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07/29/2013
By: anonamouse2
The Waynik Group
All in all not a horrible practice considering the volume of patients they see everyday. I've been a patient of this practice since childhood, and although I, at times was unhappy with, or even disagreed with a diagnosis; I remembered that all doctors only have subjectivity in these matters of mental health. That being said I still feel that I receive excellent care tailored to my wants and needs, no one has ever tried to convert my way of thinking about my mental health and that ranks high on my list. I've seen others complain about billing problems-- which I've never had the 10+ years I've been there, and they have been flexible with late fees etc. at least in my case. Because of the high patient volume you will wind up waiting for an appointment at least ten minutes past the given time, but those of us who are patient patients remain patient. I'd definitely recommend their fairfield office because the trumbull office staff is just a bunch of 20 something drama queens. I've been at pizza restaurants with 17 year olds more pleasant than the trumbull staff....
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09/04/2015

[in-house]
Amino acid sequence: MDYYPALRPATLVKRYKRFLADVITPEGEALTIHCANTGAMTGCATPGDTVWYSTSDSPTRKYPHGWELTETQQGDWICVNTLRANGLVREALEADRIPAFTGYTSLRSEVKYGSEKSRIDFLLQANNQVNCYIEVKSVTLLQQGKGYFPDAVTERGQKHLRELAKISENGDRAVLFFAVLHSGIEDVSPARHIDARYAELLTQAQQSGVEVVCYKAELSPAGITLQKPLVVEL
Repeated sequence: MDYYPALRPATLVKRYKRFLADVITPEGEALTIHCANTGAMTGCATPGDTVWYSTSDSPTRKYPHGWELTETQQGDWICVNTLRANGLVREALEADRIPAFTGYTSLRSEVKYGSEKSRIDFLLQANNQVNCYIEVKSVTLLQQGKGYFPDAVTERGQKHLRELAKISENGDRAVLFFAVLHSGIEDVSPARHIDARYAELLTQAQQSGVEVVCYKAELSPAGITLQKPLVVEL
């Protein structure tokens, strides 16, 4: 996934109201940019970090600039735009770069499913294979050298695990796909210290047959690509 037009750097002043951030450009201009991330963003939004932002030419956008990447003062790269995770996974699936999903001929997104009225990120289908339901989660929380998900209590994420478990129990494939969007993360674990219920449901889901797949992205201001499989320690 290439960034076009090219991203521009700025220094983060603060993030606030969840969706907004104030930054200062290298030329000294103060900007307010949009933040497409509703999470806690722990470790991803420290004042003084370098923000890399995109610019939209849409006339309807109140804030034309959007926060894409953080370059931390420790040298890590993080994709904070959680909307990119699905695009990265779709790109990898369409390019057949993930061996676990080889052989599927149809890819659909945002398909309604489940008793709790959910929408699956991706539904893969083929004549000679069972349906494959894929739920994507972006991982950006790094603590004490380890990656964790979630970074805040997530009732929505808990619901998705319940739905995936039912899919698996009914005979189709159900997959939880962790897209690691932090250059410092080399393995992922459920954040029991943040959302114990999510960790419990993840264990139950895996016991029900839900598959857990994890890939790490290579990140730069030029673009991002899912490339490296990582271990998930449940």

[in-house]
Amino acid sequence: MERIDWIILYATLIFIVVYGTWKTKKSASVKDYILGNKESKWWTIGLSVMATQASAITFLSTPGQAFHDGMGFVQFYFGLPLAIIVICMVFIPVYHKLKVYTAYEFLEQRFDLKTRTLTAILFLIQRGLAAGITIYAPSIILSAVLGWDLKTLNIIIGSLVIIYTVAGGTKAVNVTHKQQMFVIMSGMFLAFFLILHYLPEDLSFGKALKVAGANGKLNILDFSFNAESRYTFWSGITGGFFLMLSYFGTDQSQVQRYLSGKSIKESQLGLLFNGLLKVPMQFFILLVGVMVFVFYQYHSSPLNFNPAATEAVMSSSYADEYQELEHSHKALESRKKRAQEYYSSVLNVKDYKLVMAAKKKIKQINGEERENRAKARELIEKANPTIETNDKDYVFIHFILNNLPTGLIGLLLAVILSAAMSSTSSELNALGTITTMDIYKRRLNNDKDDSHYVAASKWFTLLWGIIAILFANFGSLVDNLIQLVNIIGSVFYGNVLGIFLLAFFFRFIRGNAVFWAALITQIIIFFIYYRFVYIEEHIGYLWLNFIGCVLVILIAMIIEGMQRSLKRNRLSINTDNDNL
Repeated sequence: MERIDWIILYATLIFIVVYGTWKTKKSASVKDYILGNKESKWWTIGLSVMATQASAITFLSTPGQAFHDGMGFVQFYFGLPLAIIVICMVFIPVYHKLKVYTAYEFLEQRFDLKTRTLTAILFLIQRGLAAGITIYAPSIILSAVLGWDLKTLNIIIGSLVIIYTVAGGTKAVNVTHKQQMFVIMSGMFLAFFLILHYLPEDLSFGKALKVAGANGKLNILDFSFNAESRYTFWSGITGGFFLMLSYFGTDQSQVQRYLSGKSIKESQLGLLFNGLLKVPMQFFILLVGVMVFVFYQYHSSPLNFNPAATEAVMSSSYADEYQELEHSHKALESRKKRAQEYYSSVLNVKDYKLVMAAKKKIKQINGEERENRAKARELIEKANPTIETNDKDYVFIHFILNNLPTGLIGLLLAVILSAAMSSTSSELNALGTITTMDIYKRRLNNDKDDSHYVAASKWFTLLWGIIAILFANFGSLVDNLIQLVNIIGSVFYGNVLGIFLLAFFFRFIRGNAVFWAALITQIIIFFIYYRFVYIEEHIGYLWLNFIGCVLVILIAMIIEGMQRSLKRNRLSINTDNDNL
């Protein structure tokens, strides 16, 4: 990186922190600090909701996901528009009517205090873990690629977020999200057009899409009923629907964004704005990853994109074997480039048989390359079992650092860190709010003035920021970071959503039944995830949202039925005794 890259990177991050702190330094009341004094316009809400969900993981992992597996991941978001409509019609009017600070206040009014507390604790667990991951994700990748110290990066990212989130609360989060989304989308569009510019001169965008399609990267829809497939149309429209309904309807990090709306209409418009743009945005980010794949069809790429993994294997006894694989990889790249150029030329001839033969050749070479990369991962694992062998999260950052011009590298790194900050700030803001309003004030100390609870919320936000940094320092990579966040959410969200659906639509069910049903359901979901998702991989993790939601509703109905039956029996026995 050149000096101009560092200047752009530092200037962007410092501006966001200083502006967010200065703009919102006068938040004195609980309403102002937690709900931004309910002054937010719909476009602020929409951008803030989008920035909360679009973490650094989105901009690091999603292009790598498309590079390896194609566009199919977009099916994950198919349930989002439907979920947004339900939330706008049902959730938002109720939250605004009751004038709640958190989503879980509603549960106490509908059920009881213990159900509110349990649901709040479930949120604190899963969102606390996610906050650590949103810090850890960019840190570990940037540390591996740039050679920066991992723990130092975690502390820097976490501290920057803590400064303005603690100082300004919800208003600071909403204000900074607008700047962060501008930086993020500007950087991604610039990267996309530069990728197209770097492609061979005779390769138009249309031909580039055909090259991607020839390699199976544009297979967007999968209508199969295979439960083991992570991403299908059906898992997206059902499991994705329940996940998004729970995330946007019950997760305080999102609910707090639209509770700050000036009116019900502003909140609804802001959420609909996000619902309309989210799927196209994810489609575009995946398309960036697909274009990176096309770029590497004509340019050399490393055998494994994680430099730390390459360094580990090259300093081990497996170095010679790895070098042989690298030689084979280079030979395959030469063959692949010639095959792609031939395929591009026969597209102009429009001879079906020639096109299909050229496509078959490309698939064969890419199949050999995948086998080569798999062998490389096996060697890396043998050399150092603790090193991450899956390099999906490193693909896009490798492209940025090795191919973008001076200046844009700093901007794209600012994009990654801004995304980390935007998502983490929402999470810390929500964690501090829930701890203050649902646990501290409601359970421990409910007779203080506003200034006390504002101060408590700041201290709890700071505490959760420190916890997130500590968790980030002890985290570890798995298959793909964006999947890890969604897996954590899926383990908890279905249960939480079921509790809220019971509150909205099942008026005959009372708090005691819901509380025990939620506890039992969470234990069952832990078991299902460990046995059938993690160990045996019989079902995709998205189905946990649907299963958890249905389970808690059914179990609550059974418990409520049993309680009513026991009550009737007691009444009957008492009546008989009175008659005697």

By: Geoffrey G.
Howard K. Weiner MD
Dr Weiner has been a real ally in helping me with my struggles. He is patient, thoughtful, and explains clearly the logic behind his suggestions and coaching. I have made a lot of progress in the year he has treated me.
Tips & Advices
This depends on the facility. Patients should call to find out if they'll need a referral from their physician prior to making an appointment.
Aside from hyperbaric oxygen treatment, most wound care centers offer:
  • Debridement: The removal of dead skin and tissue surrounding the wound. This can be done surgically, using a whirlpool bath, syringes, enzymes that dissolve the tissue, or wet dressings that dry on the wound and absorb the dead tissue.
  • Dressing: Wrapping the wound in a protective film, gauze, gel, or foam.
  • Compression stockings: Tight-fitted fabric sheaths that encourage blood flow.
  • Artificial skin: A covering that is applied to the wound for several days as it heals.
  • Ultrasound: The use of sound waves to promote healing.
  • Growth factor therapy: The use of materials naturally produced by the body to encourage quick cell growth.
  • Negative pressure therapy: Creating a vacuum around a wound to encourage faster blood flow to the area.
Depending on where the treatment is administered, hyperbaric oxygen treatment  can cost $100- $1,000. After insurance is applied, patients may have a copay of $10 -$50 or a coinsurance fee of 10 percent to 50 percent.
Most wounds should heal within two to six weeks. An individual should seek chronic wound treatment if a wound has not begun to heal after two weeks or is not completely healed after six.
Most health insurance plans cover wound care. Patients should check with the clinic and their health insurance provider before seeking treatment to be sure.

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